Predicted light scattering from particles observed in human age-related nuclear cataracts using mie scattering theory.

Published

Journal Article

PURPOSE: To employ Mie scattering theory to predict the light-scattering from micrometer-sized particles surrounded by lipid shells, called multilamellar bodies (MLBs), reported in human age-related nuclear cataracts. METHODS: Mie scattering theory is applicable to randomly distributed spherical and globular particles separated by distances much greater than the wavelength of incident light. With an assumed refractive index of 1.40 for nuclear cytoplasm, particle refractive indices from 1.33 to 1.58 were used to calculate scattering efficiencies for particle radii 0.05 to 3 microm and incident light with wavelengths (in vacuo) of 400, 550, and 700 nm. RESULTS: Surface plots of scattering efficiency versus particle radius and refractive index were calculated for coated spherical particles. Pronounced peaks and valleys identified combinations of particle parameters that produce high and low scattering efficiencies. Small particles (<0.3 microm radius) had low scattering efficiency over a wide range of particle refractive indices. Particles with radii 0.6 to 3 microm and refractive indices 0.08 to 0.10 greater (or less) than the surrounding cytoplasm had very high scattering efficiencies. This size range corresponds well to MLBs in cataractous nuclei (average MLB radius, 1.4 microm) and, at an estimated 4000 particles/mm(3) of tissue, up to 18% of the incident light was scattered primarily within a 20 degrees forward cone. CONCLUSIONS: The calculated size of spherical particles that scatter efficiently was close to the observed dimensions of MLBs in cataractous nuclei. Particle refractive indices only 0.02 units different from the surrounding cytoplasm scatter a significant amount of light. These results suggest that the MLBs observed in human age-related nuclear cataracts may be major sources of forward light scattering that reduces contrast of fine details, particularly under dim light.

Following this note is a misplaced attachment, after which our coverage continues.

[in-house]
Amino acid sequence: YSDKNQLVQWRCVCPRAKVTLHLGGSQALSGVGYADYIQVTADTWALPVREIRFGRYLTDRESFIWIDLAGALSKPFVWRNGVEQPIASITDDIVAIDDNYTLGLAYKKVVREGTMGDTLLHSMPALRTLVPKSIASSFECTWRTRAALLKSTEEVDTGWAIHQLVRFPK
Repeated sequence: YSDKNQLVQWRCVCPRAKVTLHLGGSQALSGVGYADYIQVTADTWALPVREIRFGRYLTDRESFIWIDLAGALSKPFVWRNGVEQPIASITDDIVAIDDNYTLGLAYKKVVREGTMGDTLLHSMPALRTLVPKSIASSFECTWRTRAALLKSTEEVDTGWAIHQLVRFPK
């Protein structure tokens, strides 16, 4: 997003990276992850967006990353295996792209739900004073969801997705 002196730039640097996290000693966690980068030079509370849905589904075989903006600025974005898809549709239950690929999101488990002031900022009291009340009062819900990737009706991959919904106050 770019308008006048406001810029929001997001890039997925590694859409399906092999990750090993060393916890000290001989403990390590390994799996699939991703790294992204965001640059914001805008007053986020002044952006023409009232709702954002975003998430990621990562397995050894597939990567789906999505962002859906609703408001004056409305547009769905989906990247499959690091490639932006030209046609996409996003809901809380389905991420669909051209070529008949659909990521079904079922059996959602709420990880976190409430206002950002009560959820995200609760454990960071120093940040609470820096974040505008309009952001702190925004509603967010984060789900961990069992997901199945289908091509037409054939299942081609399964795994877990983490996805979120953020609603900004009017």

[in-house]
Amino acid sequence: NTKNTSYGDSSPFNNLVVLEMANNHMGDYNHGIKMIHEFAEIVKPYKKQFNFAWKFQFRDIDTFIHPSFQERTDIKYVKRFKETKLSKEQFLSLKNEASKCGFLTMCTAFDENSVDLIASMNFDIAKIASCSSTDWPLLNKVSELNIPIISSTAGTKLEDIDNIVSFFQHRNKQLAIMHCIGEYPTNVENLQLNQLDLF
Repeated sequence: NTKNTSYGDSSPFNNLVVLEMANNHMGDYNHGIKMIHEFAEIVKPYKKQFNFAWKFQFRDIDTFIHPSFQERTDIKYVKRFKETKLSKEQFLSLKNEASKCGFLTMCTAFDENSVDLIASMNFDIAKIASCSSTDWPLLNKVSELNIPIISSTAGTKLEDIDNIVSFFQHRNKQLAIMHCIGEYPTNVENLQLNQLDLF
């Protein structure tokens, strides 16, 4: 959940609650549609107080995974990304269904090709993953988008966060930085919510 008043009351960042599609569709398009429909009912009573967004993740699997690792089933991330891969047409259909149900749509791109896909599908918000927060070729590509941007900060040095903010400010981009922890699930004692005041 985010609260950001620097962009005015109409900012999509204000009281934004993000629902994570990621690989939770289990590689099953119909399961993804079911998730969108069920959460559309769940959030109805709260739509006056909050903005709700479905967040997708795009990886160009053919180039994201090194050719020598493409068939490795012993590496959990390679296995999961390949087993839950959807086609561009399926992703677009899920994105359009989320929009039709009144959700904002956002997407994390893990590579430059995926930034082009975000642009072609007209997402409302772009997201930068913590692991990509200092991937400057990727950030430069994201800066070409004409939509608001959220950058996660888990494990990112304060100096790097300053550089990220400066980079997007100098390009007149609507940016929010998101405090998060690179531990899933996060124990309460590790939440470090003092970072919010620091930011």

Full Text

Duke Authors

Cited Authors

  • Costello, MJ; Johnsen, S; Gilliland, KO; Freel, CD; Fowler, WC

Published Date

  • January 1, 2007

Published In

Volume / Issue

  • 48 / 1

Start / End Page

  • 303 - 312

PubMed ID

  • 17197547

Pubmed Central ID

  • 17197547

Electronic International Standard Serial Number (EISSN)

  • 1552-5783

International Standard Serial Number (ISSN)

  • 0146-0404

Digital Object Identifier (DOI)

  • 10.1167/iovs.06-0480

Language

  • eng